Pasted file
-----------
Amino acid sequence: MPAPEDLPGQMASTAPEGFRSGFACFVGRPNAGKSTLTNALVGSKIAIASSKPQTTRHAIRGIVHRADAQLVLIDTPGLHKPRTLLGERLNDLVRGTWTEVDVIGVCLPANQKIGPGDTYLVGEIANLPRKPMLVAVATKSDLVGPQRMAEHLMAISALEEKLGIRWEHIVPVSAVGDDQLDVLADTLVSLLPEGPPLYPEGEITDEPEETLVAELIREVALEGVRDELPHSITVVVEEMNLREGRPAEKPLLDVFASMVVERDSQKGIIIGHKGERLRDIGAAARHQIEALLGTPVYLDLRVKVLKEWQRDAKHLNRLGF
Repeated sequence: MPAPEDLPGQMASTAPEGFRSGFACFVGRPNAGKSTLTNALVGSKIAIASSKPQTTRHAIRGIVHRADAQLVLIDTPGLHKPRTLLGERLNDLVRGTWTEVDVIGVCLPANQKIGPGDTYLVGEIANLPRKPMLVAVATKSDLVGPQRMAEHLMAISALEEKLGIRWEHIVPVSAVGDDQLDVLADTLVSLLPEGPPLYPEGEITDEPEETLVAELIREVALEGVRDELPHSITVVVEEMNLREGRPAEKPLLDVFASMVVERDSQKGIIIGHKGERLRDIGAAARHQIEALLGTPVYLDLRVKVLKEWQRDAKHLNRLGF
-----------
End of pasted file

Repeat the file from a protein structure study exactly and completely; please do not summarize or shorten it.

Amino acid sequence: MPAPEDLPGQMASTAPEGFRSGFACFVGRPNAGKSTLTNALVGSKIAIASSKPQTTRHAIRGIVHRADAQLVLIDTPGLHKPRTLLGERLNDLVRGTWTEVDVIGVCLPANQKIGPGDTYLVGEIANLPRKPMLVAVATKSDLVGPQRMAEHLMAISALEEKLGIRWEHIVPVSAVGDDQLDVLADTLVSLLPEGPPLYPEGEITDEPEETLVAELIREVALEGVRDELPHSITVVVEEMNLREGRPAEKPLLDVFASMVVERDSQKGIIIGHKGERLRDIGAAARHQIEALLGTPVYLDLRVKVLKEWQRDAKHLNRLGF
Repeated sequence: MPAPEDLPGQMASTAPEGFRSGFACFVGRPNAGKSTLTNALVGSKIAIASSKPQTTRHAIRGIVHRADAQLVLIDTPGLHKPRTLLGERLNDLVRGTWTEVDVIGVCLPANQKIGPGDTYLVGEIANLPRKPMLVAVATKSDLVGPQRMAEHLMAISALEEKLGIRWEHIVPVSAVGDDQLDVLADTLVSLLPEGPPLYPEGEITDEPEETLVAELIREVALEGVRDELPHSITVVVEEMNLREGRPAEKPLLDVFASMVVERDSQKGIIIGHKGERLRDIGAAARHQIEALLGTPVYLDLRVKVLKEWQRDAKHLNRLGF